A 35 percent surge in textile and garment imports from China since quotas expired on January 1, has prompted the Bush administration to open an inquiry into whether temporary safeguards are needed to protect U.S. jobs.
This followed the filing of petitions April 6 by UNITE HERE, the union representing textile and garment workers, requesting temporary safeguards to limit imports of brassieres, shirts, sweaters, trousers, nightgowns and synthetic fabric. These products represent 8.1 percent of the $17.8 billion in textiles and apparel imports from China annually.
A trade protocol signed by the Chinese, lets the U.S. impose special limits on Chinese textile imports, simply if it is “believed” that they will cause disruption, says Gary Clyde Hufbauer, senior fellow at the Institute forEconomics, a nonpartisan research group in Washington, D.C. Hufbauer stresses, the provision is unique in that it allows limitations solely on Chinese imports. “When you look at the law,” he says, “the U.S. government has a lot of discretion to limit imports.”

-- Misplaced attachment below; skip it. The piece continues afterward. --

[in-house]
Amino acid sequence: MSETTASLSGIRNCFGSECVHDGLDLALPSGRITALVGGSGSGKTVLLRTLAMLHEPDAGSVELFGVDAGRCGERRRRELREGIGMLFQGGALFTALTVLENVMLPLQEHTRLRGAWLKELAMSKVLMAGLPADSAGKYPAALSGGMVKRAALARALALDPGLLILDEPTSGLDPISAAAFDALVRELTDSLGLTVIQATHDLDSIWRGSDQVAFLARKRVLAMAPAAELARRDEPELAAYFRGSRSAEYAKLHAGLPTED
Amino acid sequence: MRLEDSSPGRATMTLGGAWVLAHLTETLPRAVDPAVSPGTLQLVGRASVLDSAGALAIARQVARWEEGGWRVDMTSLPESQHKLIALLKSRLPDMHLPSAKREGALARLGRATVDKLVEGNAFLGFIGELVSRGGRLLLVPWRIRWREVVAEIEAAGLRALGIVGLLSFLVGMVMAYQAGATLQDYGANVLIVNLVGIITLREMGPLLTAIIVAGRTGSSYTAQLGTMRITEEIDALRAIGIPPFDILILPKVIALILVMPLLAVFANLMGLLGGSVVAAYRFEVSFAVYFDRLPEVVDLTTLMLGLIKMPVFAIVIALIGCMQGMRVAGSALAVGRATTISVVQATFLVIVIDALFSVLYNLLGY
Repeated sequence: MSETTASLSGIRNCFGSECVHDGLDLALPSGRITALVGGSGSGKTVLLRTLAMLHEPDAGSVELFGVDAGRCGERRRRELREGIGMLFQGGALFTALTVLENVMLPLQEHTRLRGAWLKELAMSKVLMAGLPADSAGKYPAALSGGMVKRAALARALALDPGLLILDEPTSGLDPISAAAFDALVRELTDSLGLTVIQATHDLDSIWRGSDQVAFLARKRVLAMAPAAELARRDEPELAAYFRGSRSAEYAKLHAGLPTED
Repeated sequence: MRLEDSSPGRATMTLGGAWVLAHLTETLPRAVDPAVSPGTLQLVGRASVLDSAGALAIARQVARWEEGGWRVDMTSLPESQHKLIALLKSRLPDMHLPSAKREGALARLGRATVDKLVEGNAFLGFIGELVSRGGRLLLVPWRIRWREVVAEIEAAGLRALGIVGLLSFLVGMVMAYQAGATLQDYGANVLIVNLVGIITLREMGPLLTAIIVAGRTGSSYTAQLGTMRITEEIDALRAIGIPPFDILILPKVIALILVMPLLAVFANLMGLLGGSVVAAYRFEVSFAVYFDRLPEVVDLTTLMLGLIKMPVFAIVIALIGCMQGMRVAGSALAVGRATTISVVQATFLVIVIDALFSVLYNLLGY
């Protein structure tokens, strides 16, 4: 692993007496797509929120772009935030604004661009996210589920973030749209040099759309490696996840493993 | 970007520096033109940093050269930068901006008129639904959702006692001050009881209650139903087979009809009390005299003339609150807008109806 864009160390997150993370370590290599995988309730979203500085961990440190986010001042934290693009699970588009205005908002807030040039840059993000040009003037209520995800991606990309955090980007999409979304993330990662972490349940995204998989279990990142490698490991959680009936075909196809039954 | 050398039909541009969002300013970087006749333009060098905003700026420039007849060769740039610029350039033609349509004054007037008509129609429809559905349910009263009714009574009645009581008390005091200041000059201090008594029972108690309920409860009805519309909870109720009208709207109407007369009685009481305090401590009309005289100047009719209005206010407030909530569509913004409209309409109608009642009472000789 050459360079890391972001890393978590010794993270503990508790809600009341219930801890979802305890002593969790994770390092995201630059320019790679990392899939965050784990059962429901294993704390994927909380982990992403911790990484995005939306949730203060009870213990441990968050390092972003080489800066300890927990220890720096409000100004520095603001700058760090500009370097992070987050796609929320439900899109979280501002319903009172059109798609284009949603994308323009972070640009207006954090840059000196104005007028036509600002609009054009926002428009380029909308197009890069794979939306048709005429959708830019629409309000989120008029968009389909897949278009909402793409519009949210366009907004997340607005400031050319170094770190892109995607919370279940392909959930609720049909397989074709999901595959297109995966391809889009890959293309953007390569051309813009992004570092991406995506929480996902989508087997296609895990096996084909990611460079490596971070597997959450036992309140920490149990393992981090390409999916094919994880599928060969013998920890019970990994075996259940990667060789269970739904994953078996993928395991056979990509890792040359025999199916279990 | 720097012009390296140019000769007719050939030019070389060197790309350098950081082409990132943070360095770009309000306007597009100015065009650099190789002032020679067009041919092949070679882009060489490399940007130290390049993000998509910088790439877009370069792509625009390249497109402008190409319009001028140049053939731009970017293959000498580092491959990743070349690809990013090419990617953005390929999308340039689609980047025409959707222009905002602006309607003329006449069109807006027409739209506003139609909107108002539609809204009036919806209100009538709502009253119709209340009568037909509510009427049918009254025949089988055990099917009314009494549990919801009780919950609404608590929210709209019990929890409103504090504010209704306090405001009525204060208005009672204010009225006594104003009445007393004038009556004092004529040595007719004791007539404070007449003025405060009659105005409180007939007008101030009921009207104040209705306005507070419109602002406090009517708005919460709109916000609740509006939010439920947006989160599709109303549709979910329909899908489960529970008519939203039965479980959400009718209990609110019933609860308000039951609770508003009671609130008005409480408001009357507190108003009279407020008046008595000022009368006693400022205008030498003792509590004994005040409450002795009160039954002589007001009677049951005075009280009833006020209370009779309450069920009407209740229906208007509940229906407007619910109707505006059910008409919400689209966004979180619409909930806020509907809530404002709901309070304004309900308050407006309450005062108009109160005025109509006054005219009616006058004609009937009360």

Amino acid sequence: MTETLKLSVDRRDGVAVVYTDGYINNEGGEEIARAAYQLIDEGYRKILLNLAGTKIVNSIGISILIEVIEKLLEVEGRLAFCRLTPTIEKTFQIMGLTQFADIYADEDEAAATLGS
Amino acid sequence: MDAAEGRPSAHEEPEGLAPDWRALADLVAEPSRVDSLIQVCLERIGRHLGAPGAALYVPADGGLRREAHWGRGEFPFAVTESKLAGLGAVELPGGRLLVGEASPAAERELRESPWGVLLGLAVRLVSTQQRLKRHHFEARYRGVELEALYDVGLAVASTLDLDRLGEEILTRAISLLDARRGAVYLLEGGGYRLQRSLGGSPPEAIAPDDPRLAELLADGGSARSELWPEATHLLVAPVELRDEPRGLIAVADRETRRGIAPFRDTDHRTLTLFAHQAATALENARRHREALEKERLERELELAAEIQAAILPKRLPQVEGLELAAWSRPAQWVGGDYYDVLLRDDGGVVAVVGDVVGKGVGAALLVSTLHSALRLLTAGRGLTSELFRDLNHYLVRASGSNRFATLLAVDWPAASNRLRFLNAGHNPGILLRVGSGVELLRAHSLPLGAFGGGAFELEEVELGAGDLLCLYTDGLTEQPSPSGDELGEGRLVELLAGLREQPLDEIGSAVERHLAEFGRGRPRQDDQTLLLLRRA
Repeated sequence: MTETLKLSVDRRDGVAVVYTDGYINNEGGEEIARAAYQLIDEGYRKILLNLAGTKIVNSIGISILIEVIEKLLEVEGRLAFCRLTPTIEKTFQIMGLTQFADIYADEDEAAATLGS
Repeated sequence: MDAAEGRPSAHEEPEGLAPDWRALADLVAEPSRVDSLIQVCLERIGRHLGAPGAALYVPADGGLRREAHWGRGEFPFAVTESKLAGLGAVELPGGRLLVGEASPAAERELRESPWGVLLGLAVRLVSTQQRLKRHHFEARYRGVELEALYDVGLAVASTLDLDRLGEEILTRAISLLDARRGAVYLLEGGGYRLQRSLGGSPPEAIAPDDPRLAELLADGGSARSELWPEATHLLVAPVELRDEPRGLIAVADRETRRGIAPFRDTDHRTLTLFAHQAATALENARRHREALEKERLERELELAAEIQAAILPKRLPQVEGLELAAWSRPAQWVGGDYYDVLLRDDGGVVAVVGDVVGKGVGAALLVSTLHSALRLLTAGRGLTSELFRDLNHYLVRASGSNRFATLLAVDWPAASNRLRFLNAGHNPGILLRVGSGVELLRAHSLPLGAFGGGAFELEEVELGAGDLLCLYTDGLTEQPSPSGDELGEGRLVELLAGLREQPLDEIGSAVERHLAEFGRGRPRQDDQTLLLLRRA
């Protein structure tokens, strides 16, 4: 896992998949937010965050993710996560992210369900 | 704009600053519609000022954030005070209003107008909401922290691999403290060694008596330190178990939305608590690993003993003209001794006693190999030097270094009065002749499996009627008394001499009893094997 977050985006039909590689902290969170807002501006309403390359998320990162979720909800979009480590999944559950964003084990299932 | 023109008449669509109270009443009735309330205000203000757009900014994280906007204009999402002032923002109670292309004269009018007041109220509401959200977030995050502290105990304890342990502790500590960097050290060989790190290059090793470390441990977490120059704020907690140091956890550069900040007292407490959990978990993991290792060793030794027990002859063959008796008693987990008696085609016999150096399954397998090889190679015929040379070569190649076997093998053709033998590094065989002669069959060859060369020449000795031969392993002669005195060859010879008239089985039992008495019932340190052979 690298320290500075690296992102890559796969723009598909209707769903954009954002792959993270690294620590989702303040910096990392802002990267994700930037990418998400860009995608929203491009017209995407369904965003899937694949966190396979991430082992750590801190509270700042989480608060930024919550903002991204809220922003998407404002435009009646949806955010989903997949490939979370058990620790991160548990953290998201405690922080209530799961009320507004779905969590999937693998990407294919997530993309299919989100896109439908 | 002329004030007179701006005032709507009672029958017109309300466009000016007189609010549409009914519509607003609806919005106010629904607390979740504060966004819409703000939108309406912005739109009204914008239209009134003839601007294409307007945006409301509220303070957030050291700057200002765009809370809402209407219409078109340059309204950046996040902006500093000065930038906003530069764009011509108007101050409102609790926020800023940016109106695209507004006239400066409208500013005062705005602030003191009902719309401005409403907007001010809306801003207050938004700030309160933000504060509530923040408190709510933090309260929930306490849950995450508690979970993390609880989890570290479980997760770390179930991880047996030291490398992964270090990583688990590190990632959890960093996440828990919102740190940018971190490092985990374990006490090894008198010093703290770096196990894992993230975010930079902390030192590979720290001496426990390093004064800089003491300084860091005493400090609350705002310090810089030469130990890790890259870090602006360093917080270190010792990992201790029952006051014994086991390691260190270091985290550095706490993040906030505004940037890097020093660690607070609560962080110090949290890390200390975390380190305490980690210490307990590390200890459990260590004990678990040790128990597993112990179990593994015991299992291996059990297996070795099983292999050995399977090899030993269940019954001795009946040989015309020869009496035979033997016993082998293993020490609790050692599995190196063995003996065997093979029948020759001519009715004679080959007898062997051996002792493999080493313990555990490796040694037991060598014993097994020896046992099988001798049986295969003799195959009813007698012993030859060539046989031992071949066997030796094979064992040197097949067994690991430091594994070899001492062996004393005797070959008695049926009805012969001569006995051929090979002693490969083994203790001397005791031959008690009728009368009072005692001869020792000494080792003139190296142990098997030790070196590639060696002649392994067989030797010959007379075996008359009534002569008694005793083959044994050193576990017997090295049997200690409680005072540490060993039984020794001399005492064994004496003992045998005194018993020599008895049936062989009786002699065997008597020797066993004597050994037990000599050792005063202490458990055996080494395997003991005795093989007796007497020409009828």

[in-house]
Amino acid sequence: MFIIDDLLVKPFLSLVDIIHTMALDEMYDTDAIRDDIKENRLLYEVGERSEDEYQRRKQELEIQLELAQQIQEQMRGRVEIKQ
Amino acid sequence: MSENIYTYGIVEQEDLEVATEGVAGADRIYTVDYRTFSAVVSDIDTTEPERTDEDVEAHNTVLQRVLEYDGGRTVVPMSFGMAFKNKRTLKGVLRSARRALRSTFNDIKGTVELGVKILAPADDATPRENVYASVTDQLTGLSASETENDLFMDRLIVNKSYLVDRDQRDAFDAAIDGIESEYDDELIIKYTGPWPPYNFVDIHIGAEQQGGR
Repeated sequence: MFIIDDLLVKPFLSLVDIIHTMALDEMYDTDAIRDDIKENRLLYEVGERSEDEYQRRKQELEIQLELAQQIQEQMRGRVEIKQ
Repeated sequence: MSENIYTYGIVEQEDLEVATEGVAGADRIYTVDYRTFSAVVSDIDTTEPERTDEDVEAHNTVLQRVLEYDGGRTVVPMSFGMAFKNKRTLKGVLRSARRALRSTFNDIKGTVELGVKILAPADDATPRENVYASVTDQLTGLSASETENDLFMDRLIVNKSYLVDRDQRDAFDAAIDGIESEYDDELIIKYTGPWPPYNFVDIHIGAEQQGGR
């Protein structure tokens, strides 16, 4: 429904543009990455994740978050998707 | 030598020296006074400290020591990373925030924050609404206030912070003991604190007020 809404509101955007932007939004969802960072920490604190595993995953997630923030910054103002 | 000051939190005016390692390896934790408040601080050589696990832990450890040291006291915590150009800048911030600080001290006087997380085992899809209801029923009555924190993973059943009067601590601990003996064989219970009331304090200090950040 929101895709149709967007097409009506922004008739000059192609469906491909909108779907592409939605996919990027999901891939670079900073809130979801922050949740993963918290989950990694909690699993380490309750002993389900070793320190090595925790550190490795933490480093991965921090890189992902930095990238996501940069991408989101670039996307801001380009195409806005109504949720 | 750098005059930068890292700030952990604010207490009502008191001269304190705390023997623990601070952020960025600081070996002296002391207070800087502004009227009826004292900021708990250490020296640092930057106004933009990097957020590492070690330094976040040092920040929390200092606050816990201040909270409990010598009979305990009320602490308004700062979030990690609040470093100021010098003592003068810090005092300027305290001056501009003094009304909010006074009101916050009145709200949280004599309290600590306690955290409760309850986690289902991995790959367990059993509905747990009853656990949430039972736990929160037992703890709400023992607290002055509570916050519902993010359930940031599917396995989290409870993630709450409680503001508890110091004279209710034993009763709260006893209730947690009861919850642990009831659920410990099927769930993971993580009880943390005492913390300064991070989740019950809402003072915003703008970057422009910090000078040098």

Hufbauer notes, however, that the lobby against imposing trade sanctions against China runs strong and deep, with major U.S. corporations, including Citibank, Boeing and Microsoft, as well as retailers opposing them. While he expects Commerce Secretary Carlos Gutierrez to conclude that safeguards are needed on some products, “I don't see a whole lot of restrictions coming out of this process,” Hufbauer says.